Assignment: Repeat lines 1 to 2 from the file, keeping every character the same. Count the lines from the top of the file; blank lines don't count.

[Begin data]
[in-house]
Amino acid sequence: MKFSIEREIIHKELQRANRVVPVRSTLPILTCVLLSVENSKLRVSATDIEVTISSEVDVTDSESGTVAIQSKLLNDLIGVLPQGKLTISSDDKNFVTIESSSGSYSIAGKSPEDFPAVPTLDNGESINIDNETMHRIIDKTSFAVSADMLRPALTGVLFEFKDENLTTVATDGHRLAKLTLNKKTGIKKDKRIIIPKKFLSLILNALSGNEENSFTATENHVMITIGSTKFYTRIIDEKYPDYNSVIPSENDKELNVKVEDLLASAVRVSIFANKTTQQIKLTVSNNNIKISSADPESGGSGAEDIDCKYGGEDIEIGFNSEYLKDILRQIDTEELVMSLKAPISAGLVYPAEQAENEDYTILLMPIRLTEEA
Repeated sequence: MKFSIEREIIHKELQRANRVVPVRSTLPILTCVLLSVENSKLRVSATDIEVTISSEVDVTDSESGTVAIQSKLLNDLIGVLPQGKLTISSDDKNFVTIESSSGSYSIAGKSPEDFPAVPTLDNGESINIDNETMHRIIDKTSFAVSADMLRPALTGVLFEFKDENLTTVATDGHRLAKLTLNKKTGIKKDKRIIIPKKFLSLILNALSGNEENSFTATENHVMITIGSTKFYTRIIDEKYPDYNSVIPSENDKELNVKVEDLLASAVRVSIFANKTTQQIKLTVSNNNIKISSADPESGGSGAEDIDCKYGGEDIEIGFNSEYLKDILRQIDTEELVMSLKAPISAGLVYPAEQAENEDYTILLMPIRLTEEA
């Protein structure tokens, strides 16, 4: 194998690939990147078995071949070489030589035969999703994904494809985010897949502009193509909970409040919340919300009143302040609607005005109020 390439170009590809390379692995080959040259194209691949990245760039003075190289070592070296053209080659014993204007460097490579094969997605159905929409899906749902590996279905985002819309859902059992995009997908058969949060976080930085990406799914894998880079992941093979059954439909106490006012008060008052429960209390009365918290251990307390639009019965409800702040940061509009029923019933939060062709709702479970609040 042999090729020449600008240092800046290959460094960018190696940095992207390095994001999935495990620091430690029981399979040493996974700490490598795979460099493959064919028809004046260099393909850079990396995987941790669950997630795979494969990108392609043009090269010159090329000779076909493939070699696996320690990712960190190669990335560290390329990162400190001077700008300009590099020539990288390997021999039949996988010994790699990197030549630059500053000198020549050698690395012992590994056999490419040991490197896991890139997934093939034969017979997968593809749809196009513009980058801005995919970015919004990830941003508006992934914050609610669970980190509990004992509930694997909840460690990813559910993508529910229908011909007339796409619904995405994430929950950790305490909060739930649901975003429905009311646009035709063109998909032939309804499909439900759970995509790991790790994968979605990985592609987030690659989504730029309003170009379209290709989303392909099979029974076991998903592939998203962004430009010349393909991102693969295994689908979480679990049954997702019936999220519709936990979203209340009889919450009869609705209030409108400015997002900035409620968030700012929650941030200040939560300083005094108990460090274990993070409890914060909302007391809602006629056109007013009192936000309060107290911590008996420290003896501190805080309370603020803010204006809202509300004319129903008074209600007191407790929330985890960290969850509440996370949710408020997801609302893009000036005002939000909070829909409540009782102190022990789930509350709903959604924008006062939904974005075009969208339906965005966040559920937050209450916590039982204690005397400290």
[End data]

[in-house]
Amino acid sequence: MKFSIEREIIHKELQRANRVVPVRSTLPILTCVLLSVENSKLRVSATDIEVTISSEVDVTDSESGTVAIQSKLLNDLIGVLPQGKLTISSDDKNFVTIESSSGSYSIAGKSPEDFPAVPTLDNGESINIDNETMHRIIDKTSFAVSADMLRPALTGVLFEFKDENLTTVATDGHRLAKLTLNKKTGIKKDKRIIIPKKFLSLILNALSGNEENSFTATENHVMITIGSTKFYTRIIDEKYPDYNSVIPSENDKELNVKVEDLLASAVRVSIFANKTTQQIKLTVSNNNIKISSADPESGGSGAEDIDCKYGGEDIEIGFNSEYLKDILRQIDTEELVMSLKAPISAGLVYPAEQAENEDYTILLMPIRLTEEA